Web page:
brummie.

2015 – The end of the I.T sales proposal

Businessman handing documents.

The sales proposal. A proposal to sell you something. A statement of purpose. Clear and unambiguous. You want something  and I have something you need. Its all in the proposal. Can I have the order please?

Amazon are the masters at sales proposals one might say. One click away from real time purchase heaven. You see something you like and you get it. There and then. In fact, Amazon have turned millions of people into “sales proposers”. So did Ebay. An entire economy based on the immediacy and intimacy of the ‘sales proposal’.

But in the world of IT the sales proposal can often be a dark and troublesome vehicle to get off the drive. Often Hard to write, time consuming and ultimately, giving cause to more delays that in fact slow down the sales cycle through its ambiguity, loss of message and ‘fluff’ that turns off the reader ( the client )  immediately. Through the waves of technology and commercial maturity in the last thirty years or so,  the demarcation lines between buyer and seller have become both easier ( thanks to cloud ) and harder ( business pressure ). Way back  a supplier had ‘out of the box’ hardware or software that delivered some level of mainstream functionality, and a customer had a need that exactly matched the functional specification provided by the supplier. Examples abound from the early generations ranging from computing mainframe beasts that came sold as a total package including the mainframe, terminals, software and consulting through to needing a PC to word-process or browse the internet. A mobile phone is the perfect sales proposal – this is what you can do with me, this is how much i cost etc…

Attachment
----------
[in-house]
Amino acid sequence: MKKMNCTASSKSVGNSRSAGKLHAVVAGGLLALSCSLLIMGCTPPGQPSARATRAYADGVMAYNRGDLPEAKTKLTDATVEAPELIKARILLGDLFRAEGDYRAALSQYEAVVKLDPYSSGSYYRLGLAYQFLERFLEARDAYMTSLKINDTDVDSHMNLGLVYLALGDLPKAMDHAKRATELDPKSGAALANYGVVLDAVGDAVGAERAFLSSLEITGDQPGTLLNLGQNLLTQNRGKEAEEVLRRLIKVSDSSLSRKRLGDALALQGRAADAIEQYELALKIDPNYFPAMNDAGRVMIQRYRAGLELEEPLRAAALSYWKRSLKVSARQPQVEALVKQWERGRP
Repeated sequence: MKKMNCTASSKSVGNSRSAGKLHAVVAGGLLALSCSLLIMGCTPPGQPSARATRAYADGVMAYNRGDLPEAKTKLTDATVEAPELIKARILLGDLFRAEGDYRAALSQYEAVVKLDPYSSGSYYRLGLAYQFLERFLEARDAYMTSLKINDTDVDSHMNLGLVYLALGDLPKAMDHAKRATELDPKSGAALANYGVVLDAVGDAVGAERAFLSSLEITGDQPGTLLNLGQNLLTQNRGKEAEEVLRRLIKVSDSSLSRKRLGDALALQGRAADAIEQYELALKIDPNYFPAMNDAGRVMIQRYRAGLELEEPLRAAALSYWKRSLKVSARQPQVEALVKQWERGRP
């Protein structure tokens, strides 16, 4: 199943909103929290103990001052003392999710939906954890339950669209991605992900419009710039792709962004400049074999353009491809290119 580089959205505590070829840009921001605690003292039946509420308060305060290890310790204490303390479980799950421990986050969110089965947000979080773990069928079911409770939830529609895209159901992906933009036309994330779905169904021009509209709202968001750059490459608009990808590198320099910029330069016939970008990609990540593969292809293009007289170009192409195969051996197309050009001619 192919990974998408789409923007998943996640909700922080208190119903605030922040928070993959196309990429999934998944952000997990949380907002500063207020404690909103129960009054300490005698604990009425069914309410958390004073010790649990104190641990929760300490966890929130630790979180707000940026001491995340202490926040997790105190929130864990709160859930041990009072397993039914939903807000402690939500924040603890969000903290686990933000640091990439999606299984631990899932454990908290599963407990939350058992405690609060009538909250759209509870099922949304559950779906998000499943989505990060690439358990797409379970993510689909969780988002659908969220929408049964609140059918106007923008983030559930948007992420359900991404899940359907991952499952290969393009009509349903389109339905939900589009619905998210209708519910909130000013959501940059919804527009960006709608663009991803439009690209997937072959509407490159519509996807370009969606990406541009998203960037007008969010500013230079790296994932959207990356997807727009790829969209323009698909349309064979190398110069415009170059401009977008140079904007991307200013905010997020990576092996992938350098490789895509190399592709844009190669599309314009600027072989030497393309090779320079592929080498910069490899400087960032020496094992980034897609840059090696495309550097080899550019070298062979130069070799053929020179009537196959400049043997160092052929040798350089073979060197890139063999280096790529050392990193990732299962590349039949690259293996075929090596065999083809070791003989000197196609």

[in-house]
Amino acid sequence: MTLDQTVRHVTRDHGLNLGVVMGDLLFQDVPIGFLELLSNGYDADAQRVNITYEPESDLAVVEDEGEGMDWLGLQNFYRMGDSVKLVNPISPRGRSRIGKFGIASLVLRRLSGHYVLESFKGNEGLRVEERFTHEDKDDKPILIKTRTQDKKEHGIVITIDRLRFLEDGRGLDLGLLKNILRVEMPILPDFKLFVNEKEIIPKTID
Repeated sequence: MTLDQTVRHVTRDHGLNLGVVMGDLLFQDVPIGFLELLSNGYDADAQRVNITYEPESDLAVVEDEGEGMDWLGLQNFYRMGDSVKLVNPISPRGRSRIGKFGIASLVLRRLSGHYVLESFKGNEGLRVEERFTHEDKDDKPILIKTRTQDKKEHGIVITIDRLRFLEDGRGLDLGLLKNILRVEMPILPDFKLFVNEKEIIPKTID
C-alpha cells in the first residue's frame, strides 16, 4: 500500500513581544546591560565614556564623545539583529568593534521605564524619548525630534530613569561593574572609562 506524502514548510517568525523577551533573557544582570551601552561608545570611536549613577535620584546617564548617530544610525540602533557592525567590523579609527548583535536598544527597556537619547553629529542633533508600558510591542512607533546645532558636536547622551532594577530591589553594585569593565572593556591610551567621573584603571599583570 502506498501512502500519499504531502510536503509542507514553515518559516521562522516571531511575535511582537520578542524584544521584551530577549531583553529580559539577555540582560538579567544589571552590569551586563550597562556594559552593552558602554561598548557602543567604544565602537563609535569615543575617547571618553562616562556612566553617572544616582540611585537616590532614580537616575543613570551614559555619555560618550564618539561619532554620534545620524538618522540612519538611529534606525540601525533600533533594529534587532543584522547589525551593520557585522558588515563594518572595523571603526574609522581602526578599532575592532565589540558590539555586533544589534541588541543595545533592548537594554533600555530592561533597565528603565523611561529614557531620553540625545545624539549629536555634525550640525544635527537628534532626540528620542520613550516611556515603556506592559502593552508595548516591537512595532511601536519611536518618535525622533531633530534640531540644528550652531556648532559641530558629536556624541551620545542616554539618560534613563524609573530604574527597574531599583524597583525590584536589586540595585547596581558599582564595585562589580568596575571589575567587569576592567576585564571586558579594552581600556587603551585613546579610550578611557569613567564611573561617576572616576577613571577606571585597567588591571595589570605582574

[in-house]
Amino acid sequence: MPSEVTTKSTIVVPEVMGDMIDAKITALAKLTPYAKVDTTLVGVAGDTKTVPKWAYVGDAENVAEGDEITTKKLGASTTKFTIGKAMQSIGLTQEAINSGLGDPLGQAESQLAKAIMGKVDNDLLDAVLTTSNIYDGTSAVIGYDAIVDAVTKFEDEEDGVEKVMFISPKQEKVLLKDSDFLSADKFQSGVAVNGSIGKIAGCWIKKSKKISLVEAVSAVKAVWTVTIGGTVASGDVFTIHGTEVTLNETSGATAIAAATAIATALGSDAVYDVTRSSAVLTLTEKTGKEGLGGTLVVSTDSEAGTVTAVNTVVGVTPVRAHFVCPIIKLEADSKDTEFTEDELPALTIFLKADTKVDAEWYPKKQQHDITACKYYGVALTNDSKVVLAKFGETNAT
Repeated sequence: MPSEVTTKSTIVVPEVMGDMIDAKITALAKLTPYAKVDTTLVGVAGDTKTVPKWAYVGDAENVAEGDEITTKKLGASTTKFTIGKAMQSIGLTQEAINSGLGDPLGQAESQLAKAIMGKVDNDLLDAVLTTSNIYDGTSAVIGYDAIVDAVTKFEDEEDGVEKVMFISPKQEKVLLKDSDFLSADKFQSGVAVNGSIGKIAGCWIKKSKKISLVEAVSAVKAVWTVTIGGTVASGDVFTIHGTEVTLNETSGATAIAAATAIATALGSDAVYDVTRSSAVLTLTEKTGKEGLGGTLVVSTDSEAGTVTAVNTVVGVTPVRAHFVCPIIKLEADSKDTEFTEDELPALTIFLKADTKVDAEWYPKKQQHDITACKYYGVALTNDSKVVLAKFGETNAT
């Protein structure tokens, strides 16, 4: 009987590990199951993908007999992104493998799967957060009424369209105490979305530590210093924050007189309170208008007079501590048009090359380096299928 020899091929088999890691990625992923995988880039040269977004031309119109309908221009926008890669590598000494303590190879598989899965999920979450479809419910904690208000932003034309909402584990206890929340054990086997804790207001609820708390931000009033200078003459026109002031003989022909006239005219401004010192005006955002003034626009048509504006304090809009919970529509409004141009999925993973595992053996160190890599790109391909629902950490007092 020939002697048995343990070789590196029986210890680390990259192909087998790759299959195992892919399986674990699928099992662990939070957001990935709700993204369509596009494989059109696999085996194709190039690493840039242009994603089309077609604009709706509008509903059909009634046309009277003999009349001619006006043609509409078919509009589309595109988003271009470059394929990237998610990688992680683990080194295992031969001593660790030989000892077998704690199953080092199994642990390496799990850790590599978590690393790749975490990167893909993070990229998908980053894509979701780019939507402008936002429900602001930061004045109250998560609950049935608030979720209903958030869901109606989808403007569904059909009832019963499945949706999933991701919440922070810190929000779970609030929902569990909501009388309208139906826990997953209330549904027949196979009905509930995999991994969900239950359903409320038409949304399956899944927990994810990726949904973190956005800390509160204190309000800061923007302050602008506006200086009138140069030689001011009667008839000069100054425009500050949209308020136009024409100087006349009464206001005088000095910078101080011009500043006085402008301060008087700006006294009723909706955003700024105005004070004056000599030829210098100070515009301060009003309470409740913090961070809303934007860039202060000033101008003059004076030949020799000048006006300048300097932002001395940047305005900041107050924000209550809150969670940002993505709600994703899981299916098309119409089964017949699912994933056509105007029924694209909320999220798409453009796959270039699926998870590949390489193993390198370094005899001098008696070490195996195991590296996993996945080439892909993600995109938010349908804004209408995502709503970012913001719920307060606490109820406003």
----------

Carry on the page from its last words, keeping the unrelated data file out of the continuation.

Of course over time this consumer bias infiltrated into the corporate space with more personal choice which stretched the sales proposition extraordinarily, with the transaction being almost unconscious with one click buying from the IT business – or more accurately, with bring your own, from elsewhere to connect to the IT business.